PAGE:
It reminds me of my trip to Texas a couple of years ago. As we drove through Oklahoma, I read about the Guthrie Museum, which I assumed to be Woody Guthrie memorabilia. Gosh, maybe we'd even see the "this guitar kills fascists" guitar! Luckily, before we had driven the 100 or so miles out of the way to go there, we discovered that it had nothing at all to do with Woody Guthrie. But I was so disappointed.

poodledoc said...

Apparently, this was a Rock Hopper Penguin from the Milwaukee Zoo. He was quite old for a penguin and is doing well after cataract removal. Simon, who gave the presentation, received an award for "Best Talk". I could tell that most of us in the audience were trying to think up something clever. However, as Simon's talk was the first one of the morning, perhaps no one was awake and witty.

Enlightened? I wonder. I am amused about John Wayne and his dolls. "Git outta town, I wanna play with my dolls!"

The esteemed boss was much missed by his colleagues, who obviously like him a great deal. He was back home reading hundreds of vet school student applications, a task he loves.

Ed said...

If I'm ever in Oklahoma City, I'm definitely going to the Cowboy Museum! And I'll ask them where Trigger is.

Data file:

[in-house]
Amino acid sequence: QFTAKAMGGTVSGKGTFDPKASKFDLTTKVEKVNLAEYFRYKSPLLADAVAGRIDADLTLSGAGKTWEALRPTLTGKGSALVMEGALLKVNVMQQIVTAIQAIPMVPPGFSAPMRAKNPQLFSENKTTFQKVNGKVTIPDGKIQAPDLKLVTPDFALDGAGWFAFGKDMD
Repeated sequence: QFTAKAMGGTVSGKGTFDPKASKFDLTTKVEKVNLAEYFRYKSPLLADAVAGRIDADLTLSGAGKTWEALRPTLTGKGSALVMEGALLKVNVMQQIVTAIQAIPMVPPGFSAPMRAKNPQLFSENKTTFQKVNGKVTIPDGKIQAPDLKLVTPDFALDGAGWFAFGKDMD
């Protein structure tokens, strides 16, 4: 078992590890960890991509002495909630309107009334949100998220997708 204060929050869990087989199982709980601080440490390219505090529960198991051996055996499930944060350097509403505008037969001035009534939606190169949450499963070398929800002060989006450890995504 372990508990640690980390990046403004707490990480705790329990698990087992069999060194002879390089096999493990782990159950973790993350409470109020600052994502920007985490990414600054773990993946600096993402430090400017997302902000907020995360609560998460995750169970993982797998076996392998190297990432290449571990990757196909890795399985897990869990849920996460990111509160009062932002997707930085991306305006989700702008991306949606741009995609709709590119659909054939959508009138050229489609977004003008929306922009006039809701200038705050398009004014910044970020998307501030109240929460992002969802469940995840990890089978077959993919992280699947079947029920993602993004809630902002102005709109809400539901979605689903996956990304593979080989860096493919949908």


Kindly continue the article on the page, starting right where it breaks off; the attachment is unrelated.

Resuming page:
poodledoc said...

Yes, be sure to ask about Trigger. You can tell they feel pissed that "they" don't have Trigger. And you'll find the model of the "Buffalo soldier" interesting. I found it interesting that the rodeo world was integrated in 1932, while baseball took until 1947. but the cavalry was earlier than that. I'm not sure that's good. Anway, they had two additional docents-in-training who I enjoyed peppering with questions. They were up to the challenges and started asking me questions like: "Why are you such a smart ass?" and "Do you know Ed Fenny?"

Anyway, there's not much to do in Oklahoma City. You can visit the memorial of the federal building. That's scary. And sad. It felt haunted to me.

Suzy said...

I was thinking some more about the art vs. artifacts question, actually mentioned your post in passing to Crayons, who has worked in museums. She said that in her old job they had that discussion a lot, and that one of the definitions of art is that it is created to be "purely decorative" not utilitarian. But then I started thinking about how much that has been created by women through the ages has been utilitarian items made beautiful, because women frequently haven't had time to create "pure art" busy as they have been rearing children, etc. so I find that definition woefully chauvenistic at best.

(Uh-oh, now I'm off on a favorite rant!)

There is a documentary about the work of sculptor Andy Goldsworthy, and while I truly admire his artwork, what really stuck with me was the fact that his wife stayed home to care for the 5 or so children he'd fathered and probably laundered his muddy kneed corduroys as well ... But what recognition will history accord her? "Andy Goldsworthy's wife?" IF she's even remembered.

Anyway ... it just sticks in my craw.